People have suggested adding
which is dangerous because it creates a risk
that you will accidentally run a malicious program
planted in a world-writable directory.
But, if you have executable programs in a few directories
that you own and are writable only by you,
then it’s safe (fairly safe?) to put those director(ies) into
by adding a line like
Of course this means that you can run a program from one of those directories
from anywhere in the filesystem.
For example, you could
cd /etc and type
and it would run
This has the minor drawback
that you can’t have programs by the same name
in more than one of the directories.
Specifically, if you have programs called
you won’t be able to run the second one except by specifying a path.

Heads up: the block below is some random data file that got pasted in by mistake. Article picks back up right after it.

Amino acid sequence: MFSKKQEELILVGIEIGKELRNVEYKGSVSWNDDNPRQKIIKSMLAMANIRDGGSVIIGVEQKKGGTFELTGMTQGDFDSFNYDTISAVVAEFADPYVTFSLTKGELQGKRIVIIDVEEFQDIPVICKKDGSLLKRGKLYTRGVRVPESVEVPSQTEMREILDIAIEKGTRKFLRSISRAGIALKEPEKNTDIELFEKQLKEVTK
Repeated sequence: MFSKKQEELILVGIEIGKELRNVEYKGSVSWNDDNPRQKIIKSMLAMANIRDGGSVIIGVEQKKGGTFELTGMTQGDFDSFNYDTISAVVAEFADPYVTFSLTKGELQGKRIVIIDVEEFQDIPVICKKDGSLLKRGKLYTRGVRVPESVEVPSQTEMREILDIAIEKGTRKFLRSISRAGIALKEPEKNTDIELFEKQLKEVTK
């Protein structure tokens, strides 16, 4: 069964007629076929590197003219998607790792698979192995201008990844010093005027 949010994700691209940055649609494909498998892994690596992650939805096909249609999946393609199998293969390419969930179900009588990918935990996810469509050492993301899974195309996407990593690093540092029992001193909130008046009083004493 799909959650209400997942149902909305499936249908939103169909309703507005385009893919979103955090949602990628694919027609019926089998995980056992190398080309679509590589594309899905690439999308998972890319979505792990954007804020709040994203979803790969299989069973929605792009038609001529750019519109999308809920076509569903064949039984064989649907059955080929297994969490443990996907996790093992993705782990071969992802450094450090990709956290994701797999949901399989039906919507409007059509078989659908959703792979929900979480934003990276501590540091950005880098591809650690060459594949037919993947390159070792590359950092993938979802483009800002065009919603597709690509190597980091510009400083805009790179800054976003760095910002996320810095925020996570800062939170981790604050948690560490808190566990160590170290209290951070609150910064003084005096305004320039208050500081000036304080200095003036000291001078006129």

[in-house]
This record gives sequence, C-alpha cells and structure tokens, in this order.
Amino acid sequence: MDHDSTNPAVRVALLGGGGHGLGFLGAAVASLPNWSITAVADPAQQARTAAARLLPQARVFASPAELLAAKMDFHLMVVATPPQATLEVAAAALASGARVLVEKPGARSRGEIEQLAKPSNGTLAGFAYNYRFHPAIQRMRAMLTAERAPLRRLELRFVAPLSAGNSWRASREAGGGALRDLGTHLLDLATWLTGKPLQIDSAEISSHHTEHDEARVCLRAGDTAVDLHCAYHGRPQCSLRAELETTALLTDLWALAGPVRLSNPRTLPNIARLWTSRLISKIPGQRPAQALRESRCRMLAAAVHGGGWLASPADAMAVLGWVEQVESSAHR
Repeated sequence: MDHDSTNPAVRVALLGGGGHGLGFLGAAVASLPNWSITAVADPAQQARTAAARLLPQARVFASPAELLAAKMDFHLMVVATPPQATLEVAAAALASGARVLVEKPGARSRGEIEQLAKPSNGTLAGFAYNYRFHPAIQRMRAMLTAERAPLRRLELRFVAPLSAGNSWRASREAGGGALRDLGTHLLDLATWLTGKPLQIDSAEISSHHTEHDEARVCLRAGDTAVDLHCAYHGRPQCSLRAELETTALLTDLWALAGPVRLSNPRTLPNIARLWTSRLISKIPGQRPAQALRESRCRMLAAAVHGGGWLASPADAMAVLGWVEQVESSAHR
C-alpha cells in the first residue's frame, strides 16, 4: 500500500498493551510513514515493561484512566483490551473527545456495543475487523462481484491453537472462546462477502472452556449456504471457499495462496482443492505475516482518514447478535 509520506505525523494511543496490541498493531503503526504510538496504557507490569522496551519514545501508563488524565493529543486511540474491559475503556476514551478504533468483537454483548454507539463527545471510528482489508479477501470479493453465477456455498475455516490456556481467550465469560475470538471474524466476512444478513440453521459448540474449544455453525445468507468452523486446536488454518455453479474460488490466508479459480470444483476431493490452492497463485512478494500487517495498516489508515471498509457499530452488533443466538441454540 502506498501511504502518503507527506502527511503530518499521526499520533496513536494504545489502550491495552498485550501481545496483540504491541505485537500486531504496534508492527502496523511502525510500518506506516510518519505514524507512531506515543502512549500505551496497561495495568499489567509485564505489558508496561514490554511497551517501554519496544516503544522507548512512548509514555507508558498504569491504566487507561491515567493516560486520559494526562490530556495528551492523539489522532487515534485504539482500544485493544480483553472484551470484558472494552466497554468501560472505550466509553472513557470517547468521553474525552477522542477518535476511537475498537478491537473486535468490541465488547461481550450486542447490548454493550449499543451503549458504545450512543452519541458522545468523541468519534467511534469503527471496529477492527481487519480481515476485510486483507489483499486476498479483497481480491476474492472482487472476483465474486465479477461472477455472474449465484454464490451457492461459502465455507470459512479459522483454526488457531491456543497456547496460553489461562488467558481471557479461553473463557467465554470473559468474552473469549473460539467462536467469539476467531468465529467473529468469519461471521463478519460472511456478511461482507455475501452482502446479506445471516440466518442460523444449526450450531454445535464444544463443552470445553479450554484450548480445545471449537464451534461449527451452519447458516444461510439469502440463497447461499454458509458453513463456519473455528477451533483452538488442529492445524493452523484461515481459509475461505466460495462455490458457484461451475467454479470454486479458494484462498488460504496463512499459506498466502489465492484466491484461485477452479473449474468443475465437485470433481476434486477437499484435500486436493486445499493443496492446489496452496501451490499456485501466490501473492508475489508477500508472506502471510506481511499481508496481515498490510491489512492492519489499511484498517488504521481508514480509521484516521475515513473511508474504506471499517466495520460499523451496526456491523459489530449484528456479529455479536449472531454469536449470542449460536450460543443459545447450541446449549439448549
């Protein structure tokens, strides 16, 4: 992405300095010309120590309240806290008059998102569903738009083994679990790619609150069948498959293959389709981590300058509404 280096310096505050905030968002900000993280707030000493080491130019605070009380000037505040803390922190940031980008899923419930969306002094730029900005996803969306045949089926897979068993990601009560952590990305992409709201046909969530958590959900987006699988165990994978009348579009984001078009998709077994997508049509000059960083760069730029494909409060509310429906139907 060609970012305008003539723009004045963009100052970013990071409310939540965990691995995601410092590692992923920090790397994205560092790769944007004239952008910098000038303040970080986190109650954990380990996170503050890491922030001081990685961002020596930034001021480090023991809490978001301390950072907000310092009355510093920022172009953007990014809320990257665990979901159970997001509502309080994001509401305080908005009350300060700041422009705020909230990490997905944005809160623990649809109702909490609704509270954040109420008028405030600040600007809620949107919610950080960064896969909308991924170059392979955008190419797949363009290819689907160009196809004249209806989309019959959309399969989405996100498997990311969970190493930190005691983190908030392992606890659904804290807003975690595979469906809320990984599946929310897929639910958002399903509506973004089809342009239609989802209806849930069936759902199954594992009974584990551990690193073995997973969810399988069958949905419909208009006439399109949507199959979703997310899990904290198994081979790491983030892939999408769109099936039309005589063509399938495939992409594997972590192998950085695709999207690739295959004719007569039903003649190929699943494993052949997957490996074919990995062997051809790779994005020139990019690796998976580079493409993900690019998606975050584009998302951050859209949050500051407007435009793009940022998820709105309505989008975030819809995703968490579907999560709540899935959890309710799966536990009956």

Likewise if you have a
~/dev/myprog1/cat — but why would you want to?
Another approach, if you have just a few programs that you do this with,
is to define aliases for them:
Or you can call the aliases
if you find that more intuitive.
Actually, this has, to an extent,
the same security risk as putting
. into your
If a malicious user can read your
.bashrc and see your aliases,
then he might put malware called
gonzo in random directories
in the hopes that you will run it.
It’s better to make these use absolute pathnames:
By the way, you should avoid naming an executable
because that is a shell builtin command,
and you can run a program by that name
only by specifying a path or some other trick.